Although in Islam there are debates about the nature of Jihad and legitimacy of carrying out attacks in the name of Allah, there is not that much of a debate about whether Muslims ought to practice abortion. The general consensus is that abortion is haram, forbidden.
The reason offered for the prohibition against abortions is that the child is already “ensouled” in the womb and has not yet done wrong. There is disagreement about when “ensoulment” happens in the womb. Some schoolsof Islamic thought place the date at 7 weeks into the pregnancy, while others would say that ensoulment occurs at the moment the child begins to move inside the womb (around 12 weeks or so). Probably the majority of Muslims accept the 120-day mark because it is established in the Hadith literature (Sahih Bukhari, Volume 4, Book 55, Number 549).
In that Hadith, there is a revelation concerning what we might call predestination. According to this Hadith, an angel of Allah will enter the womb and write down up
on the child all of his destiny—including how long he will live and whether he will end up in Paradise or in Hell. Thus, Muslims conclude that after this point, the life is fixed and must not be ended.
Prior to the 120 day mark, Muslims argue that there are a couple of extreme cases which may require an abortion. On the one hand, if the mother’s life is in serious danger, then the child must be aborted because the mother is already functioning and fulfilling duties for the family. Thus, if one or the other must die, then the child must die, not the mother. Note that this provision is not the same as that which has prevailed in the U.S. since Doe v. Bolton enshrined a very broad definition of abortion with regard to the health of the mother. Under Doe, a mother can procure an abortion based on the stress that pregnancy causes. This is not the case with the Islamic exception for the safety of the mother.
The other extreme case in which abortion may be allowed is the case of severe fetal deformity. Muslims are not unanimous in considering fetal deformity a justifiable cause of abortion. However, many Muslim scholars argue for the legitimacy of abortion if the child in the womb is severely deformed. In this case, again, the 120 day rule remains in effect. And, the fetal defect must be diagnosed by two Muslim doctors before proceeding with the abortion.
Again, few will quote the Quran in favor of abortion because abortion deals with human beings who have not yet committed any injustice against Allah. Surah 5:32—though it does not directly speak to abortion—does guide Muslim thinking in the matter. In that Surah of the Quran, Muslims are taught “that anyone who murders any person who had not committed murder or horrendous crimes, it shall be as if he murdered all the people.” In other words, killing an innocent in the womb would be to the Muslim mind the equivalent of killing off a part of humankind.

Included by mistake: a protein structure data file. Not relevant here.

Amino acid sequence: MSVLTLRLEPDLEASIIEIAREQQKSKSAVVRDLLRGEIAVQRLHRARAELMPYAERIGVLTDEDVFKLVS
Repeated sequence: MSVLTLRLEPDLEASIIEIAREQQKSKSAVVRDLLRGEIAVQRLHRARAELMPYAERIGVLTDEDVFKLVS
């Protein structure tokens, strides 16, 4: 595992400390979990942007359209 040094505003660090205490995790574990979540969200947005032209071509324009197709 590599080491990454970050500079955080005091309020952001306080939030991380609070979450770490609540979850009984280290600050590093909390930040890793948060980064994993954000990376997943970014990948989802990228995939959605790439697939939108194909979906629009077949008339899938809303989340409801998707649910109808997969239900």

Though Surah 5:25-35 is about justifiable killing for those guilty of murder or “horrendous crimes,” it speaks to the nature of the entity in the womb—namely, that it is human. Indeed, it is considered a form of innocent human life and, thus, deserves to be protected. Some Muslims will quote Surah 17:31 as a further—and stronger—argument against abortion:
Kill not your children for fear of want: We shall provide sustenance for them as well as for you. Verily the killing of them is a great sin.
Granted, this verse appears to speak of children already born, but it is often recited in defense of forbidding abortions. Clearly, the text is teaching the mother (or parents) not to be anxious about providing for their children. Whatever temptation they might feel toward getting rid of their children as a result of poverty, they must put that temptation out of mind. Killing children is a great sin because children have not yet resisted Allah or committed murder or any other horrendous crime.
This verse, then, along with the Hadith quoted above and Surah 5:25-35, make it plain that the general disposition of Islam is to oppose abortion. As Muslim scholar Abul Fadl Mohsin Ebrahim concludes regarding Surah 5:32,
“From this verse it is evident that every human being has the right to be born, the right to be, and the right to live as long as Allah… permits. No one may be deprived of life except for a legitimate crime…. The fetus is regarded by all schools of Islamic law has having the right to life, as indicated by the fact that the death sentence on a pregnant woman can be carried out only after she has given birth.”
 Abul Fadl Mohsin Ebrahim. Abortion, Birth Control and Surrogate Parenting: An Islamic Perspective. n.p.: American Trust Publications, 1989.